The GOP convention is nothing if not entertaining. It’s got twists and turns, a changing plot line, and a master of ceremonies who is also the guest of honor. It’s not really a convention, though; it’s a reality show.
Wednesday night the convention offered some of the greatest political theater in modern history. Texas Senator Ted Cruz took advantage of a primetime spot to upstage the GOP Vice-Presidential nominee and not endorse Donald Trump. Instead, Cruz kicked off his 2020 campaign, laid bare the division within the Republican Party, and became a hero to some and a villain to others.
And Trump was in the middle of it all. According to him, his campaign knew in advance that Cruz wasn’t going to endorse. Trump let him speak anyway. In true showman fashion, Trump showed up at the convention center at the exact moment that Cruz was dissing him. Cameras shifted between Trump standing in the shadows and Cruz standing at the podium. Trump couldn’t have choreographed it better if he had tried.
By the time Cruz was finished, the highlight of the night, Mike Pence’s acceptance speech, was obscured before it even took place. When Pence did speak, he gave one of the better speeches of the convention. But instead of allowing him to have his moment, Trump walked out on stage before Pence’s family could join him, and gave Pence an air kiss, as if Pence were a contestant on his show.
Throughout the post-primary season, Trump has belittled and humiliated his former opponents. Chris Christie has been reduced to a lap dog. Marco Rubio was Lil’ Marco. Jeb Bush was low energy. Most either reluctantly endorsed or quietly demurred from supporting Trump. Cruz, in contrast, blasted Trump after The Donald insulted his wife and accused his father of being part of the JFK assassination. Trump rewarded him with a primetime spot at his convention, as if he has a perverse respect for the guy who wouldn’t roll over for him.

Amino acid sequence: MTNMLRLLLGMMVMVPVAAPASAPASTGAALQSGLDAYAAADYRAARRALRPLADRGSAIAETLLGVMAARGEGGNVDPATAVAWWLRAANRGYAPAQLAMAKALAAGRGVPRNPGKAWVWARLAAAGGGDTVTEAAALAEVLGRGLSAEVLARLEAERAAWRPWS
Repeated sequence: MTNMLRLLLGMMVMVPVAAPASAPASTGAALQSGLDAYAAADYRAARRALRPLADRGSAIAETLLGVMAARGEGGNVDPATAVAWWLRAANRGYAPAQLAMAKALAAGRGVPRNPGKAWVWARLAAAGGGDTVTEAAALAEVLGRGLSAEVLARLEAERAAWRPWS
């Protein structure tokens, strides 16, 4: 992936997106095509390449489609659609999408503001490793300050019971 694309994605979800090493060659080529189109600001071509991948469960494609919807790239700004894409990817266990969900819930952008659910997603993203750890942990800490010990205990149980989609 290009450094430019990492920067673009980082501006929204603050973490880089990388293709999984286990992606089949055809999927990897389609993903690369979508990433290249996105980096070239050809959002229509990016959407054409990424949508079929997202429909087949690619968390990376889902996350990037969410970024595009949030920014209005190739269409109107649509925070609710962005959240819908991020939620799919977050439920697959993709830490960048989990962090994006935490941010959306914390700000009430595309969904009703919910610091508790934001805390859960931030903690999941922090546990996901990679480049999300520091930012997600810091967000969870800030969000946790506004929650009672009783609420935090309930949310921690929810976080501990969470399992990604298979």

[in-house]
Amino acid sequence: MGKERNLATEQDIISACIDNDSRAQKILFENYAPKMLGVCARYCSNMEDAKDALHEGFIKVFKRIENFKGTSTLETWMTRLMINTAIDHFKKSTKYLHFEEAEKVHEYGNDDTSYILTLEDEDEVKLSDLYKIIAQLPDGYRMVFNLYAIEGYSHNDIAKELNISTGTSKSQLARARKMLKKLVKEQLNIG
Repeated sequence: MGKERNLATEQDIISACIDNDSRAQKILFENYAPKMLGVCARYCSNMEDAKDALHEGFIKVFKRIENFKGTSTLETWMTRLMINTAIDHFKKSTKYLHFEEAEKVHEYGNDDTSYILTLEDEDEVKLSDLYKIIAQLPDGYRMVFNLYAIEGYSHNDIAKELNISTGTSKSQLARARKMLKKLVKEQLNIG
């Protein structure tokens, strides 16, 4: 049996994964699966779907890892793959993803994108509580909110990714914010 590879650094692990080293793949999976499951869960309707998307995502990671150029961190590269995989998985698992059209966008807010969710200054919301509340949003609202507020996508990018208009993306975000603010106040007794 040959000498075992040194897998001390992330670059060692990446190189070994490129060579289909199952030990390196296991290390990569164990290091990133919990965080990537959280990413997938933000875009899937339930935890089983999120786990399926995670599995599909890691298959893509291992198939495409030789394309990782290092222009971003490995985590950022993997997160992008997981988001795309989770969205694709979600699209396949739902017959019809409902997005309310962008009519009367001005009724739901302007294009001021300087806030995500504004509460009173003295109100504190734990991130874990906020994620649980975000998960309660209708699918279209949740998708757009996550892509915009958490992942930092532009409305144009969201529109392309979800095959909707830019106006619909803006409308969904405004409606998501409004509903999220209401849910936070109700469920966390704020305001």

Anticipation built through night, not for what Pence would say, but for what Cruz would do. Trump had to have known that in advance. He’s manipulated the press, the convention attendees, and the general public in a way no other political convention has.
While all the pundits and political prognosticators call the convention a disaster for the GOP, maybe it’s just what Trump wants. It’s pure entertainment and theater. I don’t think Trump is planning on running a campaign with traditional campaign operations. He’s banking on keeping voters engaged through political entertainment, which means the unexpected and controversy is good—even if it involves upstaging his VP pick. In Trump world, if people are focused on him and his campaign, regardless of why, he’s scoring points.
For Trump, the campaign is a show, not an operation. We’ll see how that pans out in November.
Thomas Mills is the Founder and Publisher of Politics NC.